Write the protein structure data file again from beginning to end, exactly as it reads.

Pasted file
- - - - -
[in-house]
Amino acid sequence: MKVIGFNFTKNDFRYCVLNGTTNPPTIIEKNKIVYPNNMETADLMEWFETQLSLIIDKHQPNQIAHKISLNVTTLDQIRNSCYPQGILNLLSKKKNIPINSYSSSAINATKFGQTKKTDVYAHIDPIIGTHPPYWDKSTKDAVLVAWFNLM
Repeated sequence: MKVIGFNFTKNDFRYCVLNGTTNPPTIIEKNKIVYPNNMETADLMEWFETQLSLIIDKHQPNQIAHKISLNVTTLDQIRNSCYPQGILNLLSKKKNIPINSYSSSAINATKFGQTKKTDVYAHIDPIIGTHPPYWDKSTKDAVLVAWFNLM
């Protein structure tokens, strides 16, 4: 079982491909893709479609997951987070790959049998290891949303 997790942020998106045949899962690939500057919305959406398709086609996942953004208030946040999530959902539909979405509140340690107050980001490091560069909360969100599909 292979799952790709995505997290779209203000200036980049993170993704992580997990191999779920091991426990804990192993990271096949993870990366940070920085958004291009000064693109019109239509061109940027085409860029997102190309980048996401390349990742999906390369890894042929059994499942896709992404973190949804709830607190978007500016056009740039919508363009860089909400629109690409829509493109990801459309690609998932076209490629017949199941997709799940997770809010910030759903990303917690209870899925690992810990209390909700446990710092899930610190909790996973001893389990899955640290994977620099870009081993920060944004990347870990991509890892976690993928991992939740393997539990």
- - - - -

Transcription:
[in-house]
Amino acid sequence: MKVIGFNFTKNDFRYCVLNGTTNPPTIIEKNKIVYPNNMETADLMEWFETQLSLIIDKHQPNQIAHKISLNVTTLDQIRNSCYPQGILNLLSKKKNIPINSYSSSAINATKFGQTKKTDVYAHIDPIIGTHPPYWDKSTKDAVLVAWFNLM
Repeated sequence: MKVIGFNFTKNDFRYCVLNGTTNPPTIIEKNKIVYPNNMETADLMEWFETQLSLIIDKHQPNQIAHKISLNVTTLDQIRNSCYPQGILNLLSKKKNIPINSYSSSAINATKFGQTKKTDVYAHIDPIIGTHPPYWDKSTKDAVLVAWFNLM
């Protein structure tokens, strides 16, 4: 079982491909893709479609997951987070790959049998290891949303 997790942020998106045949899962690939500057919305959406398709086609996942953004208030946040999530959902539909979405509140340690107050980001490091560069909360969100599909 292979799952790709995505997290779209203000200036980049993170993704992580997990191999779920091991426990804990192993990271096949993870990366940070920085958004291009000064693109019109239509061109940027085409860029997102190309980048996401390349990742999906390369890894042929059994499942896709992404973190949804709830607190978007500016056009740039919508363009860089909400629109690409829509493109990801459309690609998932076209490629017949199941997709799940997770809010910030759903990303917690209870899925690992810990209390909700446990710092899930610190909790996973001893389990899955640290994977620099870009081993920060944004990347870990991509890892976690993928991992939740393997539990």